For users to explore and better understand how OBCS can help biomedical data annotation and analysis, we provided an example data set and supplemental materials available for downloading at https://github.com/obcs/obcs/wiki/OBCS-example. The example contains an Ontodog-generated OBCS subset including all the terms, relations, and axioms introduced in the Fig. 6 use case. We created instances of the OBCS subset classes to present transcriptional expressions of 3 genes (TNFRST17, MAPK1, and CNOT2) in the PMBCs collected from three individuals at day 0, 3, and 7 after an administration of TIV. This example shows how data items (e.g., gene expression intensities) can be grouped together to form a data set (e.g., the set of expression intensities of the genes in a microarray chip for one sample), and how data sets themselves can be grouped together to form a data matrix, which is data set of higher order (for example a set of gene expression data obtained from applying multiple microarray chips to multiple samples). As shown in Fig. 6, planned processes link the data sets collected from experiments to the conclusion based on data drawn from statistical data analysis.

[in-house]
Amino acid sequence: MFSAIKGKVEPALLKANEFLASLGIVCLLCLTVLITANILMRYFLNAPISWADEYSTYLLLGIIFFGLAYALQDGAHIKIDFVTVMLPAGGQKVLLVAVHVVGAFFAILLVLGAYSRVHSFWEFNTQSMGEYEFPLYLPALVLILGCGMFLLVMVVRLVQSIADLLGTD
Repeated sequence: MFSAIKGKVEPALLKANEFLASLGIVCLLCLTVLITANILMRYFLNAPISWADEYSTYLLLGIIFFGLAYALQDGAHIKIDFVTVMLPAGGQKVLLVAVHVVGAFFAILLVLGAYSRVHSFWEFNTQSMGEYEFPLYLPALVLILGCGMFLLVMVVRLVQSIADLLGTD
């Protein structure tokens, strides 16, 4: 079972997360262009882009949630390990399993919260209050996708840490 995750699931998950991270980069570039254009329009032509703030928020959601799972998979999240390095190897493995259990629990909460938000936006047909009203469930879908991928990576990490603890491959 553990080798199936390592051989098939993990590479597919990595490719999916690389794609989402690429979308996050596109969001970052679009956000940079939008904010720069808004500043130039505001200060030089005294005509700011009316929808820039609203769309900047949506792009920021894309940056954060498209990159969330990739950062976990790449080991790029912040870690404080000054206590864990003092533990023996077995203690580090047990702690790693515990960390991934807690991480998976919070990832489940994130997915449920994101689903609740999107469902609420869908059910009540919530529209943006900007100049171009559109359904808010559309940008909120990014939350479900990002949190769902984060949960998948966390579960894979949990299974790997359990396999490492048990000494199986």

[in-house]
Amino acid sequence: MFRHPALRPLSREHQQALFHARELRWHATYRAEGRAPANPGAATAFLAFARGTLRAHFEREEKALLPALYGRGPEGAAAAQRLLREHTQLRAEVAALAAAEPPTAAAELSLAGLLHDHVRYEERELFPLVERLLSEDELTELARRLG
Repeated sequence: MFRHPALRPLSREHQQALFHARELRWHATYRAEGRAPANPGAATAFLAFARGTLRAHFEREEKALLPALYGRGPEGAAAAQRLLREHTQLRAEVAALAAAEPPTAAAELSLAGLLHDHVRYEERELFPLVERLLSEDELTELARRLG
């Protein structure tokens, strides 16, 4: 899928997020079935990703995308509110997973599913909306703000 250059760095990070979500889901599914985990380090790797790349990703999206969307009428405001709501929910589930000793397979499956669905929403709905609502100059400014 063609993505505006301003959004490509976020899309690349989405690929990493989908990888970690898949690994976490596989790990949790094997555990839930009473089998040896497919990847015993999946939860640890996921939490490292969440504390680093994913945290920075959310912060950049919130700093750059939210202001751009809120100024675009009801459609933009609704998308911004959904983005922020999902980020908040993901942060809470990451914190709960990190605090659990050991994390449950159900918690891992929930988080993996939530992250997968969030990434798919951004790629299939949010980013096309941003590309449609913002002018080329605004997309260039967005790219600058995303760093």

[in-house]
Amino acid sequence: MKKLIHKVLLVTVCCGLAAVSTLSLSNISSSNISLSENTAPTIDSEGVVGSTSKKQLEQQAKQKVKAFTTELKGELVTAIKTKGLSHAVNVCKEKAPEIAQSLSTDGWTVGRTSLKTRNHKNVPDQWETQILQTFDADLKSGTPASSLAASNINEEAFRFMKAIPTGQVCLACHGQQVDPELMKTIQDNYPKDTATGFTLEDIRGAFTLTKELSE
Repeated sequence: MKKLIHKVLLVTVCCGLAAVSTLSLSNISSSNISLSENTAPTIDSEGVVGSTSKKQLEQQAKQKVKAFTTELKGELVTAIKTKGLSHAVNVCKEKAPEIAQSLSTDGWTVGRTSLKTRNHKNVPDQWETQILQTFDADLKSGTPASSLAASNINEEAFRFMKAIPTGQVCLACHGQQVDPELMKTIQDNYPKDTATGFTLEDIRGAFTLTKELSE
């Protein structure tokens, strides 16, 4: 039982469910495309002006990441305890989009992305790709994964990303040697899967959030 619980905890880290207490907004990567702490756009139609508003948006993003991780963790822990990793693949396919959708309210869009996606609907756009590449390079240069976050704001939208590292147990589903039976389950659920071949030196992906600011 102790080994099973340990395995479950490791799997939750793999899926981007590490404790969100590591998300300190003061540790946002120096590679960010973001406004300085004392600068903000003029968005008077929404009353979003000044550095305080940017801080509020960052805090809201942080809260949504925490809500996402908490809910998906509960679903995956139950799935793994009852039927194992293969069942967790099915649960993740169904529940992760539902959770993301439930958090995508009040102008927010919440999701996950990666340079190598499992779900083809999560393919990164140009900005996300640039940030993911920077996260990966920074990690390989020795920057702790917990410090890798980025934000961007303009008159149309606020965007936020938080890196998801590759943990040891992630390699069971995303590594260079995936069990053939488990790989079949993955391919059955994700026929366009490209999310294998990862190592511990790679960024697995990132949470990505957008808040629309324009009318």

OBCS representation of a clinical outcomes research use case